The one and only bathroom in this house has its own wing. Located at the back of the house, the bathroom consists of a few different rooms off this long hallway. There is a main bathroom with a sink, washer/dryer hookups, and a waterproof shower room complete with a soaking tub. A little further down the hall, there are two separate toilet rooms {water closets}. Why they decided to put two toilet rooms right next to each other rather than one upstairs, I will never understand, but we are happy to have found a house with two toilets nonetheless.


Japanese toilets are super fancy. The lids open and close automatically, the seats are heated, and they have built in bidets. Interestingly enough, some Japanese toilets have a sink above the tank for washing your hands.

· Master Bedroom ·

The room we have chosen to use as our master is located on the main floor. We debated using this space as a dining room and having our master upstairs, but without a bathroom upstairs, we thought it best to sleep downstairs in the event of late night emergencies.

· Bedroom No 2 ·

This bedroom located upstairs will become our guest room. Since we now live in Asia, we are expecting a lot of out-of-town guests and thought it would be a good idea to have a place for them to sleep. While it’s super dated, this room is huge. Hopefully I can work some magic in this space!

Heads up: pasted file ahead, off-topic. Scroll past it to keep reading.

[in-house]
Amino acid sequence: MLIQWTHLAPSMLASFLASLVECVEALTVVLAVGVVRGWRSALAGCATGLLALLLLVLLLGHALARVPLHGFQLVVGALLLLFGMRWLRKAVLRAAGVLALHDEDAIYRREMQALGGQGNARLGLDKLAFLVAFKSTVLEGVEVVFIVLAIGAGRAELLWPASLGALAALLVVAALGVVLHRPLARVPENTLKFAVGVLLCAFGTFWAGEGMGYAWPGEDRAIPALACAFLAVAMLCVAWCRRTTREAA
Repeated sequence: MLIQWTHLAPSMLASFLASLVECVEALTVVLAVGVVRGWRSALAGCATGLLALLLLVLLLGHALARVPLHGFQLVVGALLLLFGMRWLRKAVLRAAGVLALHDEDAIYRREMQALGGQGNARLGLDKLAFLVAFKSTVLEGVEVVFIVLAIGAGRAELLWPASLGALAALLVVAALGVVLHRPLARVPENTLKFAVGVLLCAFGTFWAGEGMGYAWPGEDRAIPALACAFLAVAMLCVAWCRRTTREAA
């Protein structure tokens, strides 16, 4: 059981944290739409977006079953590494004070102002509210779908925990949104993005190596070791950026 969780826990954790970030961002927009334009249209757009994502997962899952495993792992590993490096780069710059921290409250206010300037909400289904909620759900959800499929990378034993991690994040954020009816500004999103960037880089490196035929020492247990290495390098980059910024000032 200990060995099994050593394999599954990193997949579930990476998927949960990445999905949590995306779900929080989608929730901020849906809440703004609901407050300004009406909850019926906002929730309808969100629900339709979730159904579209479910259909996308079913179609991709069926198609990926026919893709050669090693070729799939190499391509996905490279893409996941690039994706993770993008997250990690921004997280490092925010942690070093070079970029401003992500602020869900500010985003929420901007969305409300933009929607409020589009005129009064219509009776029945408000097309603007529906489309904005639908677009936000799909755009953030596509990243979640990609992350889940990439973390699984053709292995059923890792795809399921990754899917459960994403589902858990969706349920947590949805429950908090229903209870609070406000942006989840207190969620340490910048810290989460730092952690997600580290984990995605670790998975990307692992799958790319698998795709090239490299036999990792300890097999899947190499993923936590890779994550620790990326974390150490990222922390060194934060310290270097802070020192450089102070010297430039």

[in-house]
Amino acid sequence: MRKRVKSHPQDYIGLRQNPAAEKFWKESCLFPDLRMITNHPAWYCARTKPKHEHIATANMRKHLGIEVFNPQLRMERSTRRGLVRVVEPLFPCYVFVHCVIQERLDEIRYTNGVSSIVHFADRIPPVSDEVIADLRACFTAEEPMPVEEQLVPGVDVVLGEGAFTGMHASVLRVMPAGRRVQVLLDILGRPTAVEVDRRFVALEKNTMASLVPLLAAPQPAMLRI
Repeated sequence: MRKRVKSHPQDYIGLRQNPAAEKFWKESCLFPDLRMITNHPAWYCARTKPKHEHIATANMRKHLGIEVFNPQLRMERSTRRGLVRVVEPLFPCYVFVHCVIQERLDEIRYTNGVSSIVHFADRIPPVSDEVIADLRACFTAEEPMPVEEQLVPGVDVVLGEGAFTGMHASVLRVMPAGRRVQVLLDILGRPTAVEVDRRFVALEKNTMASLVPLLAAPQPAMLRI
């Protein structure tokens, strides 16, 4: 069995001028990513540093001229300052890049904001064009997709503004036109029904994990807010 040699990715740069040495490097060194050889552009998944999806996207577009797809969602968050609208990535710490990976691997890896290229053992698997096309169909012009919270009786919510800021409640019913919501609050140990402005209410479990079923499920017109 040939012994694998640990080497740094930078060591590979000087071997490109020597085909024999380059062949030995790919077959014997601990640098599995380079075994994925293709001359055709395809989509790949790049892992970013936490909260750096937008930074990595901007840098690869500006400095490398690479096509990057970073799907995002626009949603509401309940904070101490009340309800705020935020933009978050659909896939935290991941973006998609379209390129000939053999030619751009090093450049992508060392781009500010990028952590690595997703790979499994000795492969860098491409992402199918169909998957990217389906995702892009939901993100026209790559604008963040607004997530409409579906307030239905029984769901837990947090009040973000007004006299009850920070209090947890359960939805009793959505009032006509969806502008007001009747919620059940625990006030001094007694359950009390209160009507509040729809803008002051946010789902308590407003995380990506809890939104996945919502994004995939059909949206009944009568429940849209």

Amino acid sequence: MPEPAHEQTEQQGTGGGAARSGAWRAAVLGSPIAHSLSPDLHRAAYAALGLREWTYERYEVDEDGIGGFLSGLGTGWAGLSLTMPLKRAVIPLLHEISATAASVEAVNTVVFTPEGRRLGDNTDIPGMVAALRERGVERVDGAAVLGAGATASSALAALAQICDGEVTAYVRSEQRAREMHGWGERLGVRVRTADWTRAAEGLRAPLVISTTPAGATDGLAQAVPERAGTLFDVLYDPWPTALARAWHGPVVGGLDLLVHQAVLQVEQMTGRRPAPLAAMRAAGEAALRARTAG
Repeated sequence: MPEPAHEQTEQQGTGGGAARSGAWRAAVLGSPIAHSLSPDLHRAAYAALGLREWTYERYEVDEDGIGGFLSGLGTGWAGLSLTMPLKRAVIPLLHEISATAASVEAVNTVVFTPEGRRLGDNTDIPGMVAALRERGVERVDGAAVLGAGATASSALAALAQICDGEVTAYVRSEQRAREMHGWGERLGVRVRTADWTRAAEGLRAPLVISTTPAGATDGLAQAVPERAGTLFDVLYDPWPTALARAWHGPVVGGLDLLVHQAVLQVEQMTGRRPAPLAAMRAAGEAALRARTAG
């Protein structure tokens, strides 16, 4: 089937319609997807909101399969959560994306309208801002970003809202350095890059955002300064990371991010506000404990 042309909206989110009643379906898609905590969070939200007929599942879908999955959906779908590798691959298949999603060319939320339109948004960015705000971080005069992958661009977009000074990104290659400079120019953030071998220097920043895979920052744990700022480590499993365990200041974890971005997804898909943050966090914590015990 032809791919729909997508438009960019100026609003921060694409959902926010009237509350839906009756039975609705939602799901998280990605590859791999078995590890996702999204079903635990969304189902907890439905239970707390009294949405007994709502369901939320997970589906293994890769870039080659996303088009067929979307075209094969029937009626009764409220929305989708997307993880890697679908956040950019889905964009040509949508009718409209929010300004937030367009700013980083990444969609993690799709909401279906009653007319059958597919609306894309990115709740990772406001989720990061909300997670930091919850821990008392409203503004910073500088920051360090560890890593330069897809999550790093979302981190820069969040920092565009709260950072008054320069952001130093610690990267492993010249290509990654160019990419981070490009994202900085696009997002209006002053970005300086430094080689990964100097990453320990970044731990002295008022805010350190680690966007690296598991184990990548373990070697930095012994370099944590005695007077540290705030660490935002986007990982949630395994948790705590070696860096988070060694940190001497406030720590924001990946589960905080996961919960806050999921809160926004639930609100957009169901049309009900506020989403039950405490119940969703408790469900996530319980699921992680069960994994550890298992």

· Bedroom No 3 ·

We plan on using this upstairs room as Summer’s nursery. It has a large picture window that lets in a lot of natural light.


There is a large closet for storage as well as a cute little nook to the right in which I plan on putting Summer’s crib.

· Bedroom No 4 ·

Bedrooms 3 and 4 are actually connected. If desired, shoji screens can be installed down the center of the room, dividing this large space into two smaller ones. For now, we will use bedrooms 3 and 4 as Summer’s room, as well as some much needed storage, but will divide the rooms should we be expecting another child in the future.

Thanks for checking out our new digs! Once our household goods shipment arrives, I will have my hands full getting unpacked and organized, but I plan on sharing plenty of before & after pictures with you along the way!

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  1. We move very soon. Thank you for sharing you experiences. Im happy to know that we can rent appliances from base! Did you find all of these homes thru the housing office?

    1. You’re very welcome! Initially we began our search at the housing office, but then ventured out to a real estate agent just down the street from base, called Kaz. She had additional listings that housing didn’t have. The house we rented was in fact one of Kaz’s listings, and housing worked with her (as I’m sure they’ve done many times) to complete our lease and other paperwork. Anytime we’ve ever needed anything, we call Kaz’s office and they set everything up for us (appointments with Japanese contractors, etc). I recommend starting with housing to see what they have listed for rent, and if you don’t like what you see, check out another real estate company in town because they may have completely different inventory!